Thursday, September 05, 2002

COULD CONNIE BE THE NEW JOHN PEEL?: The New York Times went to watch Ludacris recording a rude-word free version of a song for AOL subscribers, and came back reporting that it had seen the future, and is sort of convinced that it works. Basically, AOL creates exclusive content, helps to break bands, makes money by flogging tshirts and stuff; everyone's happy, it seems. Almost.
A lingering question is whether AOL will unfairly favor Warner over other labels. Mr. Conroy says that he will typically try new programs first with Warner because it is easier to get started, but will then open them to its rivals. Yet of the nine acts featured so far this year in AOL's artists of the month program — its most prominent promotional position — four are from Warner labels, double its share of the music market.
"We get more than our fair share of the slots," said Paul Vidich, executive vice president of Warner Music.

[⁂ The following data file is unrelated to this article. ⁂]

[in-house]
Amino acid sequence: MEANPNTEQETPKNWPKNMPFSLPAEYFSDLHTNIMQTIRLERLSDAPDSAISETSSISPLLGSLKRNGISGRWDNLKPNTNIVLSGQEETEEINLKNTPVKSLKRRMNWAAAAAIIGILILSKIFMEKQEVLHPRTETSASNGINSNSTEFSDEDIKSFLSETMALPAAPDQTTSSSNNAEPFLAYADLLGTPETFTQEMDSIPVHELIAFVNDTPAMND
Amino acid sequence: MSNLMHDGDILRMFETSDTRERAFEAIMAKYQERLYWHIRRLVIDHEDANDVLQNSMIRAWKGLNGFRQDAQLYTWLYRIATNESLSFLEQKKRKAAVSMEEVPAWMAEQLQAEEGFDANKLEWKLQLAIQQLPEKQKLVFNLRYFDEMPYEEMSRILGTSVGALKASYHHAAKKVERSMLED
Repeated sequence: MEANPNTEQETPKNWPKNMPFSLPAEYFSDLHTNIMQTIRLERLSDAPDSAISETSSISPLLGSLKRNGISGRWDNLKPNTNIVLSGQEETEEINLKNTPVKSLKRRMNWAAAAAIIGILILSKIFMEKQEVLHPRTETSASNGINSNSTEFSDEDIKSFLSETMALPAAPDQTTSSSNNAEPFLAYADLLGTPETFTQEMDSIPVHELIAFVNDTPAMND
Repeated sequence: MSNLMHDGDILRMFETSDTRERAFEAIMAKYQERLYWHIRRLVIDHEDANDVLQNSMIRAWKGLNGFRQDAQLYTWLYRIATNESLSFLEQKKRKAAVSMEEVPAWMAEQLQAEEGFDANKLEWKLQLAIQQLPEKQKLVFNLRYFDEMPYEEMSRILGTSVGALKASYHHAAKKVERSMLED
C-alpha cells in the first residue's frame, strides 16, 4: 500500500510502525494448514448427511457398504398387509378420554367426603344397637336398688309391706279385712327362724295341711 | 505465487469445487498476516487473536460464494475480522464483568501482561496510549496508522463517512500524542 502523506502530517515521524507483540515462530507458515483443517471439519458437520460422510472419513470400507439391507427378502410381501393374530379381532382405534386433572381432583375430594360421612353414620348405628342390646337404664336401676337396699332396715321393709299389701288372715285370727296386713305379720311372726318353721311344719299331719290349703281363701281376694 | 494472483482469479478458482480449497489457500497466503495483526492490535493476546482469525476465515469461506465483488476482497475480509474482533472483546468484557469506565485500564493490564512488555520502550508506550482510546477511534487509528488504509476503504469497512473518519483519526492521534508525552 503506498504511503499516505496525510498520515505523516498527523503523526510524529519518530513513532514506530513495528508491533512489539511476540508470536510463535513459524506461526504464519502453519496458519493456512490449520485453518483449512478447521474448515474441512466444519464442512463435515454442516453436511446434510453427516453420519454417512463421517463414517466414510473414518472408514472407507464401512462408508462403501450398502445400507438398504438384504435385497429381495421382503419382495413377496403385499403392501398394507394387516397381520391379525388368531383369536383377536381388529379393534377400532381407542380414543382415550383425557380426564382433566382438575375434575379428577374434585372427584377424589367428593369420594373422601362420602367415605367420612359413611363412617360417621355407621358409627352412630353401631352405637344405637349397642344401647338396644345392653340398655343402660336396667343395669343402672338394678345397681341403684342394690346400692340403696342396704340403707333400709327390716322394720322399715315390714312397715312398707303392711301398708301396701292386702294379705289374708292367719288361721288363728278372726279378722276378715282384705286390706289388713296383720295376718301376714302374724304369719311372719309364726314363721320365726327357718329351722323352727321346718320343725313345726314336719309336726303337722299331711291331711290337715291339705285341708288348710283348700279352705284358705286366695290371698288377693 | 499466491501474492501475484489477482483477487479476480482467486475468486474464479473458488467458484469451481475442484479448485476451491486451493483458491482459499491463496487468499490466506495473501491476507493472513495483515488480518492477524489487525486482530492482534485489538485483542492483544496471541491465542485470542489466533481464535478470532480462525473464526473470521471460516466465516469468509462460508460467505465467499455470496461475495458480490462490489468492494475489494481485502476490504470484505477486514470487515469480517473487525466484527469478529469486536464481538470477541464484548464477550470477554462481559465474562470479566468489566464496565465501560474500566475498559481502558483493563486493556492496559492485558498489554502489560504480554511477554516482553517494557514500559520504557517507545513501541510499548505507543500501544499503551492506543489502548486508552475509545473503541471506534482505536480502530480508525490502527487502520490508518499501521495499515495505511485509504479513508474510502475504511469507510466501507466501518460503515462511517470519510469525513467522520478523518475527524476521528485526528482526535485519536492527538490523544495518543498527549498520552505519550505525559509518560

- without a trace of shame. Now, while you can understand AOL wanting to make good use of the stuff it got in the merger it lied to make, its hardly filling us here full of joy at the prospects for the future if the AOL-tied audience are going to be offered a policy skewed in favour of Warners artists. Even if they let in their other chums from RIAA, the upshot is going to be - as usual - independent artists being squeezed out. And people who don't have it in them to get an ISP that's better than AOL aren't likely to go seeking out music elsewhere, either...


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